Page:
The fact that the Euro is in such trouble and creating such political and economic turmoil ought to scare us away from trying to impose a centralized solution on too much diversity.  The Euro crisis is an argument against national standards, unless we are eager to have similar difficulties here.

No one is rooting for those failures, per se.  Some of us just recognize that reality is not created by repeating slogans to each other over catered lunches at DC think tank conferences.  Reality actually exists out there in the world and no matter how many chardonnays I’ve had while listening to the keynote speaker and no matter how many grants the Gates Foundation sprinkles on me and my friends, centrally imposing institutions on too much diversity is doomed to fail.

Of course, there is a way to overcome that diversity and improve the chances for centrally imposed institutions to succeed — force.  If European countries relinquish power to make their own budgets to a central authority, the Euro might work.  Similarly, if individual schools, school districts, and states relinquish power over daily operations to a central authority, the nationalized education movement might succeed.

But achieving that type of centralization in the face of diversity requires an enormous amount of coercion.  People who disagree have to be suppressed, or at least denied the ability to do anything about their dissent.  Local folks no longer get to make the meaningful decisions.  They can just implement the decisions that are centrally made.

This could work but it would be awful.  Some people say they would favor a World Government if only it were possible to do it.  I’m not one of those people.  World Government would be awful because it would require an enormous amount of coercion to overcome local diversity.  To a much lesser degree, a nationalized education system in the US could be done but it would run roughshod over the needs and legitimate interests of many individuals.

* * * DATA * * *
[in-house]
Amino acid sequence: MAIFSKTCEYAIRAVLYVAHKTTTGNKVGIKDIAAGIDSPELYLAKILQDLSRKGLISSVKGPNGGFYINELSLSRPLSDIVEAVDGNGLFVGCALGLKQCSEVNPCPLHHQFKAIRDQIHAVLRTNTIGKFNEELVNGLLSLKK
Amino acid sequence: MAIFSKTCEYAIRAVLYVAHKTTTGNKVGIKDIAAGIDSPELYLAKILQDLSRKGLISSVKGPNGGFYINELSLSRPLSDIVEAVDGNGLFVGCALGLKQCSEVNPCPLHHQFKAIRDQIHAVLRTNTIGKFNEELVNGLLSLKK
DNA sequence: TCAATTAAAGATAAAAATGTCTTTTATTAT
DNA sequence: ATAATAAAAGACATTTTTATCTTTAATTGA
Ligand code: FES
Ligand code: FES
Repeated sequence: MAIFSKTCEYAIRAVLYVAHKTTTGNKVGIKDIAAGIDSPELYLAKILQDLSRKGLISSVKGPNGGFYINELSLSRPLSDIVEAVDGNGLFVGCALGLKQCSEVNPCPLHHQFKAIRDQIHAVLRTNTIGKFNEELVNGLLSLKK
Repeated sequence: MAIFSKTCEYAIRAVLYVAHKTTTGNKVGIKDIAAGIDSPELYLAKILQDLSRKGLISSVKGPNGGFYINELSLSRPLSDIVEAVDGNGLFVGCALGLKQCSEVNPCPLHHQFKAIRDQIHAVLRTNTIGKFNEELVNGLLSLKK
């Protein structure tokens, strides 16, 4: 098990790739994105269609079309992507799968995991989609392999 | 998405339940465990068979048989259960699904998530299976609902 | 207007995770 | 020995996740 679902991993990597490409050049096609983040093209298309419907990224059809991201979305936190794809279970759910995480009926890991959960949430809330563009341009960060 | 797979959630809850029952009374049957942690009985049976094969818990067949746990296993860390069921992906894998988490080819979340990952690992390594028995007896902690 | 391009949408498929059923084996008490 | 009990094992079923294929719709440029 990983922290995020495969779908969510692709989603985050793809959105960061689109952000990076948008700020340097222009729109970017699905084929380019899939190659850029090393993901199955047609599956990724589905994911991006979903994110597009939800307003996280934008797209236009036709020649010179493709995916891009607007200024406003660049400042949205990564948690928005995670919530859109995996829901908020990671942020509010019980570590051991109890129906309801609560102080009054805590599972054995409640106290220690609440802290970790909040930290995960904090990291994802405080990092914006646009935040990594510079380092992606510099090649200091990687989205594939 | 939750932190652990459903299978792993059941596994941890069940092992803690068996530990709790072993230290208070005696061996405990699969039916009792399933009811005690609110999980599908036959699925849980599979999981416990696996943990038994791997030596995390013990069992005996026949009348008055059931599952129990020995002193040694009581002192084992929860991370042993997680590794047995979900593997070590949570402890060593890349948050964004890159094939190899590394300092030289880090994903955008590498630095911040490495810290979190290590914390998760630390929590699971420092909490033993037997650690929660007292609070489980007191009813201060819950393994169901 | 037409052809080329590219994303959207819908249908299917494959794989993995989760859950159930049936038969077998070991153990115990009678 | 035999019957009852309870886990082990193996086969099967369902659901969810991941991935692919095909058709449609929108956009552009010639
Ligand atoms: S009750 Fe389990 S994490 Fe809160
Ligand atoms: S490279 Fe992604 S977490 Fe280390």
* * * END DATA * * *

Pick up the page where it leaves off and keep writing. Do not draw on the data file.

But some people are nevertheless attracted to centralized solutions.  I think Tears for Fears has a song that might explain why.

National Standards Shows Cracks

December 5, 2011

Last week the education task force of the American Legislative Exchange Council (ALEC) endorsed measures urging states to oppose adoption and implementation of the federally “incentivized” Common Core standards.  According to Catherine Gewertz at Ed Week:

A package of model legislation opposing the common standards gained ground yesterday at the American Legislative Exchange Council.

The organization’s education task force approved the package, we learned from a couple of folks who attended those sessions of ALEC’s meeting this week in Scottsdale, Ariz.

Gewertz added that the measures do not become official ALEC policy until they are approved by the board of directors.  A similar proposal was proposed last summer by members of the education task force but was tabled until the recent meeting.  Allies of Jeb Bush and the long, gilded arm of the Gates Foundation pulled out the stops to block the measure and may yet succeed at the board level.